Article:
Ten Second Review
Audi's first full electric car, the e-tron, is a technological 'tour de force' and now comes in '50 quattro', '55 quattro' and 'S' guises. This battery-powered large SUV takes the best bits from the brand's conventional Crossovers and blends them with next-level electrification technology. There's a beautiful cabin and we're even promised engaging driving dynamics. What's not to like? The price? Well you can't have everything.
Wisely perhaps, Audi has taken its time in creating its first fully electric car. Ingolstadt has sat and watched others battle with inferior battery technology. Only now has it acted to try and redefine the standard when it comes to this kind of BEV and the result is the Audi e-tron.
Unsurprisingly, it's an SUV, an obvious genre choice, first because that's what the world's most lucrative markets now most want these days - and second because a Crossover's high-set practical body shape provides plenty pf space to squirrel away all the electrified engineering without it intruding into passenger room in the cabin. The liquid-cooled 95kWh lithium-ion battery in the '55 quattro' variant delivers a WLTP-rated 247 miles of range and the e-tron drives, Audi says, like a car, not some kind of automotive appliance. Which is nice.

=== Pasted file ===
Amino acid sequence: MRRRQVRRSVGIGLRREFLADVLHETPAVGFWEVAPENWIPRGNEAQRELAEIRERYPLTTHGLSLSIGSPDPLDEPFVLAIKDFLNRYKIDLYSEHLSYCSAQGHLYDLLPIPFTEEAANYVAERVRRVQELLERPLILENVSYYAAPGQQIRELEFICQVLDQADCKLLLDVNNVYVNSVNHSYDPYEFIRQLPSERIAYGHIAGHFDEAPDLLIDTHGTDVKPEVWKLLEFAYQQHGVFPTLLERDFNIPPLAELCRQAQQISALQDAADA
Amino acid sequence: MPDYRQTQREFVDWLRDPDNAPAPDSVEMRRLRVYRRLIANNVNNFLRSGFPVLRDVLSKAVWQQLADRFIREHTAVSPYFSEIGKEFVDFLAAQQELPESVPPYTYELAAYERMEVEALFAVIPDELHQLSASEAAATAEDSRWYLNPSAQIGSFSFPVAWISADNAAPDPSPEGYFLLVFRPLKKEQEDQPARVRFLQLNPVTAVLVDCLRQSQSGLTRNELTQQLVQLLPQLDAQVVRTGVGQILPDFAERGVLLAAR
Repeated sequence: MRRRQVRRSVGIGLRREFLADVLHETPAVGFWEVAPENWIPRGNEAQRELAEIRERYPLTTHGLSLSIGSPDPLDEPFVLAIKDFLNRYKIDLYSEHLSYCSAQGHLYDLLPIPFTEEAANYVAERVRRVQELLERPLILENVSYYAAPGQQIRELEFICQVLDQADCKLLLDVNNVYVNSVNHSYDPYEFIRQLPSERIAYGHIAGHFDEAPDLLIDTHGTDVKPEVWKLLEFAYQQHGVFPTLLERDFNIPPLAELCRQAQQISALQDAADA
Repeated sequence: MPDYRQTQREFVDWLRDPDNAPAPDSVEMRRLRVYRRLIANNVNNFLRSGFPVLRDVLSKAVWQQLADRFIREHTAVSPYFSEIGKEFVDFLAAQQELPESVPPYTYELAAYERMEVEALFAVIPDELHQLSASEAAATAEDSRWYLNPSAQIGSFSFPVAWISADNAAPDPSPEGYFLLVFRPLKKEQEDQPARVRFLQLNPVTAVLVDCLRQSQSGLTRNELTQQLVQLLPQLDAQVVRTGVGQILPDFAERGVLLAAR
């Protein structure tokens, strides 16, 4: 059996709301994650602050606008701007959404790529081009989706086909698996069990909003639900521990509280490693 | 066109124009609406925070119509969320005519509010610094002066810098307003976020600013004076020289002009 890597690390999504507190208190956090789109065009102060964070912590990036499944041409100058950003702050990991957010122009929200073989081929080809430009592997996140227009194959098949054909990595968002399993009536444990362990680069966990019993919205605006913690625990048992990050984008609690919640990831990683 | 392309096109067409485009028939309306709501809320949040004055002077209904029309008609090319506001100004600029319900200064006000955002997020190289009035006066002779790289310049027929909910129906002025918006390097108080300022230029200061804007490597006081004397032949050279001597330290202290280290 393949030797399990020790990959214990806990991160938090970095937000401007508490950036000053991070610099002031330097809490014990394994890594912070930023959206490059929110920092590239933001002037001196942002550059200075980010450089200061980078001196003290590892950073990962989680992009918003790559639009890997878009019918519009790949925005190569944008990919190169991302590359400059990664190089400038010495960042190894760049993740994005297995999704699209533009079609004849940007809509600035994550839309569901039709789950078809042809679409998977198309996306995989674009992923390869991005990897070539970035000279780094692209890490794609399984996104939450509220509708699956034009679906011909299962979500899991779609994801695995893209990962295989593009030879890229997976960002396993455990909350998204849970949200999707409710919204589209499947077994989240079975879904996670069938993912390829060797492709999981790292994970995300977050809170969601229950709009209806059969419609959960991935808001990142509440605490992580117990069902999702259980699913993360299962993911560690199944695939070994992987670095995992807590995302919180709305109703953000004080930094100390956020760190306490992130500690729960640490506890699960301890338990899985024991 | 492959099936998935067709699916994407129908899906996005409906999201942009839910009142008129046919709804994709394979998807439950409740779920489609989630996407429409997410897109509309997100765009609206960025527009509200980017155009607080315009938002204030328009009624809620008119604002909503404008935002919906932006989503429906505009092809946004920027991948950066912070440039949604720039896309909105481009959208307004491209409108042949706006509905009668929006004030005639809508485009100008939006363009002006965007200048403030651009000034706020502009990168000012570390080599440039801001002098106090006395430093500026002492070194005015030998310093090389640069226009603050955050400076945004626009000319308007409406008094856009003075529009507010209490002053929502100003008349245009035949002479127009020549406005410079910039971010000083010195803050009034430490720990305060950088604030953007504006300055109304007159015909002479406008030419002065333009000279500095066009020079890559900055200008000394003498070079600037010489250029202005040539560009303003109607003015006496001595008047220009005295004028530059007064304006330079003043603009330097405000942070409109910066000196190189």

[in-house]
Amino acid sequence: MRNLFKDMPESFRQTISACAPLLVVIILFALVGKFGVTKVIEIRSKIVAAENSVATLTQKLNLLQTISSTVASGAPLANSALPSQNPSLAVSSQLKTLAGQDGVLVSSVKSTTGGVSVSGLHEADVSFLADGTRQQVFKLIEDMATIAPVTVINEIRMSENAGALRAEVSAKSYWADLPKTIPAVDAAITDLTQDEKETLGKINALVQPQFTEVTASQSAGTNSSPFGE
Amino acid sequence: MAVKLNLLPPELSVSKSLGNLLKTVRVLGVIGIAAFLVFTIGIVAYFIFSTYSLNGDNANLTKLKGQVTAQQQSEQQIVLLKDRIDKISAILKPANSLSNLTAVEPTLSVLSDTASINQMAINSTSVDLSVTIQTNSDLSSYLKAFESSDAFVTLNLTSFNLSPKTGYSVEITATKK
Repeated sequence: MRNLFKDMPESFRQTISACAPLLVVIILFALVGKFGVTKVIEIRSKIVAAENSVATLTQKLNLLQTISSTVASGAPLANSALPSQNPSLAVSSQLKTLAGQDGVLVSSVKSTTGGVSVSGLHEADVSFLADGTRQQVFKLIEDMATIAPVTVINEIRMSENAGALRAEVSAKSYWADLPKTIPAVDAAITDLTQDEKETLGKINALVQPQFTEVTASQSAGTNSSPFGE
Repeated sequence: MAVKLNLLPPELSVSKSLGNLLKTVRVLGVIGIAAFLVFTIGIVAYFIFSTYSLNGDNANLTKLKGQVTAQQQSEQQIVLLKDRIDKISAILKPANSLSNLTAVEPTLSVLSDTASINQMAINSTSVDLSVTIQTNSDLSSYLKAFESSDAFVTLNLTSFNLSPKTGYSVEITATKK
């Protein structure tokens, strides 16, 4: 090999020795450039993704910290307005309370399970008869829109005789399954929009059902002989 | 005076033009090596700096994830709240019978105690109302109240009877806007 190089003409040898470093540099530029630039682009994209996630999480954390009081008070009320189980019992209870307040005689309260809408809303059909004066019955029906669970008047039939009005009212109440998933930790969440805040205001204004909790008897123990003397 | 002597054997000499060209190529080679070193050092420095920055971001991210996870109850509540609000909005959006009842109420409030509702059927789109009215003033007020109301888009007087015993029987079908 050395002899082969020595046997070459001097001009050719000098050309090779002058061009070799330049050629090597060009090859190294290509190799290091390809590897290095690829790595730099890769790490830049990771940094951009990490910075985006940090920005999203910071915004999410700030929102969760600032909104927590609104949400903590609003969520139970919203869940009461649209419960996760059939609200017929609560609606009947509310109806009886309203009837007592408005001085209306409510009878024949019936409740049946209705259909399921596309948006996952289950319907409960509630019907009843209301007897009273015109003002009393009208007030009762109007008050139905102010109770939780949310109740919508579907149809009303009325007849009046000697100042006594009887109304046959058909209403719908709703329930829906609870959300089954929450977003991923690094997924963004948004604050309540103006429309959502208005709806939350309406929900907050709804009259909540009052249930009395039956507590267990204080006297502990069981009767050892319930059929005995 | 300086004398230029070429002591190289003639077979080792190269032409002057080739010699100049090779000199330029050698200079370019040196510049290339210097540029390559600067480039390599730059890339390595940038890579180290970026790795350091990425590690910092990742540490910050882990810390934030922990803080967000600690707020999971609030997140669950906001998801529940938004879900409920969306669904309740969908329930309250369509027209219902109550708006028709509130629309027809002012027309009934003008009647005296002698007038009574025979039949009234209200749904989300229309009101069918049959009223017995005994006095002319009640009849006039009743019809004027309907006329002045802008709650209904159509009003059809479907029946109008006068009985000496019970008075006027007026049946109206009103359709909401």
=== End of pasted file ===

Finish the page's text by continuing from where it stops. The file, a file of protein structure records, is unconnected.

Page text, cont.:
Electric cars may have come on quite a lot since you last looked. With this e-tron, there's a choice of three variants: most choose either the 71kWh '50 quattro' mainstream model, which offers a total output of 313PS and 540NM of torque. Or the '55 quattro', which offers 408PS and 664Nm of torque. Alternatively, there's a potent 'S' model with three electric motors that mobilise up to 370kW of power and 973Nm of torque.
With the ordinary '50' and '55' models, you get an electric driveline with two asynchronous motors, one up-front and the other at the rear. They're electronically linked and together deliver 4WD. Max power is only on offer in the performance-orientated 'Boost' mode that would decimate the WLTP-rated driving range (WLTP-rated at 195 miles for the '50' and 247 miles for the '55') if you frequently replicated the performance figures (a 0-62mph time of 7.0s for the '50' and up to 5.7s for the '55'. Or approached the claimed top speed of 118mph ('50') or 124mph ('55'). The development team just about managed to get this car to lap the infamous 20.8km Nurburgring Nordschleife race track twice at full tilt.